skip navigation

PUBLICATIONS

Register for Latest Research

Stay Informed
Register with NCJRS to receive NCJRS's biweekly e-newsletter JUSTINFO and additional periodic emails from NCJRS and the NCJRS federal sponsors that highlight the latest research published or sponsored by the Office of Justice Programs.

NCJRS Abstract

The document referenced below is part of the NCJRS Virtual Library collection. To conduct further searches of the collection, visit the Virtual Library. See the Obtain Documents page for direction on how to access resources online, via mail, through interlibrary loans, or in a local library.

 

NCJ Number: 136311 Find in a Library
Title: Effects of Religiosity on Adolescent Self-Reported Frequency of Drug and Alcohol Use
Journal: Journal of Drug Issues  Volume:22  Issue:1  Dated:(Winter 1992)  Pages:91-104
Author(s): J K Cochran
Date Published: 1992
Page Count: 14
Type: Survey
Format: Article
Language: English
Country: United States of America
Annotation: This study used homogeneous effects cumulative logistic regression to examine the effects of personal religiosity on adolescent self-reported frequency of drug and alcohol use.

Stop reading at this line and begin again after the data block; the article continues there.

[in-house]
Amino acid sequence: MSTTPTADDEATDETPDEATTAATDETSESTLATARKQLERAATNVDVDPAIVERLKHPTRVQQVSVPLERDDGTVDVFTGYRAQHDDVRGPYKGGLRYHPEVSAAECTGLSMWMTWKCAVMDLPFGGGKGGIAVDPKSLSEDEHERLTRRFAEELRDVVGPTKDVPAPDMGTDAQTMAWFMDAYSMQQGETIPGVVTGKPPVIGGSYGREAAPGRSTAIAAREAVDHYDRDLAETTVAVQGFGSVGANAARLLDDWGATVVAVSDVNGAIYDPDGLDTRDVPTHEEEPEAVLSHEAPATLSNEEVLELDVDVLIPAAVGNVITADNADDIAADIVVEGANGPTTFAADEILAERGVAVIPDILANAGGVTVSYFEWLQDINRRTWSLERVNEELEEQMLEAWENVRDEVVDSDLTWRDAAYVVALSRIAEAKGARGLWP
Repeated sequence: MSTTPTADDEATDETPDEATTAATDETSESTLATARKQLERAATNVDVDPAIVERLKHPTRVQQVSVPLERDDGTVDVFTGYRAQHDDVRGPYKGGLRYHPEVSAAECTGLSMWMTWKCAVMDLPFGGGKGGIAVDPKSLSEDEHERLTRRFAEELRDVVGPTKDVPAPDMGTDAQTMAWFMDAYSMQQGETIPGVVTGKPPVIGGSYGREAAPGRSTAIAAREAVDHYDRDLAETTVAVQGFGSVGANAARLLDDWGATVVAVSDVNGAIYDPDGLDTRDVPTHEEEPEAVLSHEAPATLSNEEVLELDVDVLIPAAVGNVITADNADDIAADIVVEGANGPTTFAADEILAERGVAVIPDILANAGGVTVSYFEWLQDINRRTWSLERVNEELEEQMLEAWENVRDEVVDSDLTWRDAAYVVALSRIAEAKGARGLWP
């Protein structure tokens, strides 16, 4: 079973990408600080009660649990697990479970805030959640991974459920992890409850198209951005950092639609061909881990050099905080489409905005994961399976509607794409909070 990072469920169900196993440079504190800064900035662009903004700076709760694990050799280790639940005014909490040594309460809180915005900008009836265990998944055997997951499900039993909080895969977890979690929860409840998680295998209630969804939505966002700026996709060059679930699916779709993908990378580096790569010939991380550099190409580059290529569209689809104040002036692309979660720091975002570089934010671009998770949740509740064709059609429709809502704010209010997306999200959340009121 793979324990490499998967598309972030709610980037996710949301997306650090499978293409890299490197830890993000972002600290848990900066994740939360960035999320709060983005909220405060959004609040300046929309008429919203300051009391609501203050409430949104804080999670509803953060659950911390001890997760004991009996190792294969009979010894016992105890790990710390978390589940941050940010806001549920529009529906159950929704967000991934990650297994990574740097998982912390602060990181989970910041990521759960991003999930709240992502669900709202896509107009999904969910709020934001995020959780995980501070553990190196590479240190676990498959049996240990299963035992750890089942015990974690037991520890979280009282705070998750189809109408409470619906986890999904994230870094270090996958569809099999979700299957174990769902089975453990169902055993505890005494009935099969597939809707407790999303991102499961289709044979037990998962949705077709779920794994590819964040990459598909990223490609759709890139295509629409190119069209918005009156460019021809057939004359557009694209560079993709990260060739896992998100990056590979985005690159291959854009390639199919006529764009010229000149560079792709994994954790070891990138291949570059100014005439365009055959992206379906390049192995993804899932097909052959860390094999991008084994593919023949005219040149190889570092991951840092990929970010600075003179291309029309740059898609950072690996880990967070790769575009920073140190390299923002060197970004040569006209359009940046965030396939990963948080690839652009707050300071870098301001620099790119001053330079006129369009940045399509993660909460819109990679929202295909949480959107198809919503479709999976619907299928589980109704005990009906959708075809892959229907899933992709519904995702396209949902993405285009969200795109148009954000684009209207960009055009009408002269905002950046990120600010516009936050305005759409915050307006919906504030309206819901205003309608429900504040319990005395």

Abstract: Survey data were obtained from a sample of 3,065 male and female adolescents in grades 7 through 12 in three midwestern States. Respondents were asked about the frequency of their use of marijuana, beer, wine, liquor, stimulants, depressants, psychedelics, and narcotics. Respondents were also asked to assess their level of religiosity and indicate their participation in various religious activities. A review of the literature revealed three rival hypotheses regarding variation in the strength of religiosity-substance use relationships across drug types. The "anti-asceticism" hypothesis predicts stronger relationships among the "softer" drug types, and the "moral condemnation" hypothesis predicts stronger relationships among the "harder" drugs. The "hellfire" hypothesis predicts stable effects across drug types. Data from the current survey strongly support the more general "hellfire" hypothesis. There were equivalent parameter estimates for the effects of religiosity for each drug type; however, there were slightly weaker effects for alcohol use. 2 tables and 29 references
Main Term(s): Juvenile drug use; Religion
Index Term(s): Moral development; Underage Drinking
To cite this abstract, use the following link:
http://www.ncjrs.gov/App/publications/abstract.aspx?ID=136311

*A link to the full-text document is provided whenever possible. For documents not available online, a link to the publisher's website is provided. Tell us how you use the NCJRS Library and Abstracts Database - send us your feedback.